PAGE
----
Patients with stage III melanoma (confined to regional lymph nodes) and all advanced melanoma (stage IV) should be considered for systemic treatment, given their potential for improvement in progression-free survival and overall survival. Options include immunotherapy and targeted therapy.

Systemic therapy should be prescribed and conducted under the supervision of a medical oncologist.

Timeframes for starting treatment

If systemic therapy is to be given as adjuvant therapy, this should occur within 12 weeks of the definitive surgery.

If systemic therapy is to be given to treat stage IV disease, therapy should begin as soon as clinically relevant (as soon as possible), ideally within four weeks.

Training and experience required of the appropriate specialists

Medical oncologists must have training and experience of this standard:

  • Fellow of the Royal Australian College of Physicians (or equivalent)
  • adequate training and experience that enables institutional credentialing and agreed scope of practice within this area (ACSQHC 2015).

Cancer nurses should have accredited training in these areas:

  • anti-cancer treatment administration
  • specialised nursing care for patients undergoing cancer treatments, including side effects and symptom management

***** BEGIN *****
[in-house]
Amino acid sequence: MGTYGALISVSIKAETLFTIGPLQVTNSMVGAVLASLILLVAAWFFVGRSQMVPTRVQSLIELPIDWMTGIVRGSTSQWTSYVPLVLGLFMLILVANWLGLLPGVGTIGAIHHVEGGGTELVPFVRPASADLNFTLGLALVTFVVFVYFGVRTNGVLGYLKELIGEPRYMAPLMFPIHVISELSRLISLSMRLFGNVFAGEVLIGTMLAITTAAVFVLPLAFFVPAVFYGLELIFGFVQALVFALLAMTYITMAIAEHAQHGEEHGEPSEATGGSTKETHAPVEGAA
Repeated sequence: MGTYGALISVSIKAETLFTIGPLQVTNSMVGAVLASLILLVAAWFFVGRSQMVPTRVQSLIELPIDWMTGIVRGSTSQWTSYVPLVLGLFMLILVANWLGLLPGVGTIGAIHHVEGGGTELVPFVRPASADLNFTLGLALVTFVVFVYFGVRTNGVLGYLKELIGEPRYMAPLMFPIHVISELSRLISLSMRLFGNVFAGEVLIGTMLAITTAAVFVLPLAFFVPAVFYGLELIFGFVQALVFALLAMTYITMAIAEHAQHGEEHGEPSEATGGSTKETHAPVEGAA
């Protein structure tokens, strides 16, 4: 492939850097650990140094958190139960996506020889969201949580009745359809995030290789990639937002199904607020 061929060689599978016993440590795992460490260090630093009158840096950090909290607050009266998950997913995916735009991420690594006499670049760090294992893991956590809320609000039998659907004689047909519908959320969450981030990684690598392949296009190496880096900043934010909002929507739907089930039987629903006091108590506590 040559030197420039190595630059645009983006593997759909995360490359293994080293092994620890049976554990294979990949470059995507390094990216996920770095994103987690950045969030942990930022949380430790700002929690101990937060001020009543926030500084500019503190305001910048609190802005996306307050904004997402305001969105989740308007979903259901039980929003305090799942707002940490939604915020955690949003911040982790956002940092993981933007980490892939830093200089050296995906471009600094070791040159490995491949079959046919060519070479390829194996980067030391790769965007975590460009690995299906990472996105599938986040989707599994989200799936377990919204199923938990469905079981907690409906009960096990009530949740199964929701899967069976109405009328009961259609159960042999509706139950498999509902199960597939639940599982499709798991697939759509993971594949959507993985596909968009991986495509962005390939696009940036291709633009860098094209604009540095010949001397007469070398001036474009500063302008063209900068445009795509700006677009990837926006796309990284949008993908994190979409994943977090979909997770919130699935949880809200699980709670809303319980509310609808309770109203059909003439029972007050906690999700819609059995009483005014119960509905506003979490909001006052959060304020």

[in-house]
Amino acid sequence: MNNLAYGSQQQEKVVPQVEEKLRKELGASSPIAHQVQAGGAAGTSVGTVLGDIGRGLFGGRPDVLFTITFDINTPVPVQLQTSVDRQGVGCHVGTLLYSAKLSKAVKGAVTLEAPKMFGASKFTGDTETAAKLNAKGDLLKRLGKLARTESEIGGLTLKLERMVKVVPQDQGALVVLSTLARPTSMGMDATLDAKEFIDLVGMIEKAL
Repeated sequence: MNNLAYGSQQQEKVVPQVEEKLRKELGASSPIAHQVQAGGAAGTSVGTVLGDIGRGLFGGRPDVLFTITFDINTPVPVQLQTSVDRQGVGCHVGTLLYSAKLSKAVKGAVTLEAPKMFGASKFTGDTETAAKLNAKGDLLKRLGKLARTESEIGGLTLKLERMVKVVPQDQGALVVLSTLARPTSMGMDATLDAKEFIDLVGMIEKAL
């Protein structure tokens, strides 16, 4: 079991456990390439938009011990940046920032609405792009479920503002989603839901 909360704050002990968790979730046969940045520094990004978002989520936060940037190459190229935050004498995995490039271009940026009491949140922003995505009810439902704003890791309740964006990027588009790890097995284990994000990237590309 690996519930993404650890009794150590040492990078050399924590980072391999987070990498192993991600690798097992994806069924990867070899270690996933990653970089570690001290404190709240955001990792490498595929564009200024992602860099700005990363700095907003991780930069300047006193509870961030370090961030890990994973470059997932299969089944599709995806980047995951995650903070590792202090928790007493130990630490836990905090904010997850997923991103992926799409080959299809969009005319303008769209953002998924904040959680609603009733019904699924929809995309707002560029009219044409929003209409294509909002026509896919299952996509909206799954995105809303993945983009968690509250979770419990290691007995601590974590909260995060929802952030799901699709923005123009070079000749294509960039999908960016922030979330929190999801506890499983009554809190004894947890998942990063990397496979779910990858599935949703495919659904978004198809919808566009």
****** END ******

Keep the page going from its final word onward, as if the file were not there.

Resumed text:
• the handling and disposal of cytotoxic waste (ACSQHC 2020).

Systemic therapy should be prepared by a pharmacist whose background includes this experience:

  • adequate training in systemic therapy medication, including dosing calculations according to protocols, formulations and/or preparation.

In a setting where no medical oncologist is locally available (e.g. regional or remote areas), some components of less complex therapies may be delivered by a general practitioner or nurse with training and experience that enables credentialing and agreed scope of practice within this area. This should be in accordance with a detailed treatment plan or agreed protocol, and with communication as agreed with the medical oncologist or as clinically required.

The training and experience of the appropriate specialist should be documented.

Health service characteristics

To provide safe and quality care for patients having systemic therapy, health services should have these features:

  • a clearly defined path to emergency care and advice after hours
  • access to diagnostic pathology including basic haematology and biochemistry, and imaging
  • cytotoxic drugs prepared in a pharmacy with appropriate facilities
  • occupational health and safety guidelines regarding handling of cytotoxic drugs, including preparation, waste procedures and spill kits (eviQ 2019)
  • guidelines and protocols to deliver treatment safely (including dealing with extravasation of drugs)
  • coordination for combined therapy with radiation therapy, especially where facilities are not co-located
  • appropriate molecular pathology access

Stage III melanoma

Patients with resected stage IIIB/C/D melanoma should be considered for adjuvant systemic therapy. The prognosis for patients with stage IIIA melanoma is good and adjuvant systemic therapy is not recommended for this sub-group. For patients with a BRAF V600 mutant melanoma, targeted therapy (combination BRAF and MEK inhibitors) or adjuvant immunotherapy (single agent anti PD-1) can be recommended. For patients without a BRAF mutation, adjuvant immunotherapy should be used. Therapy is given for up to a year.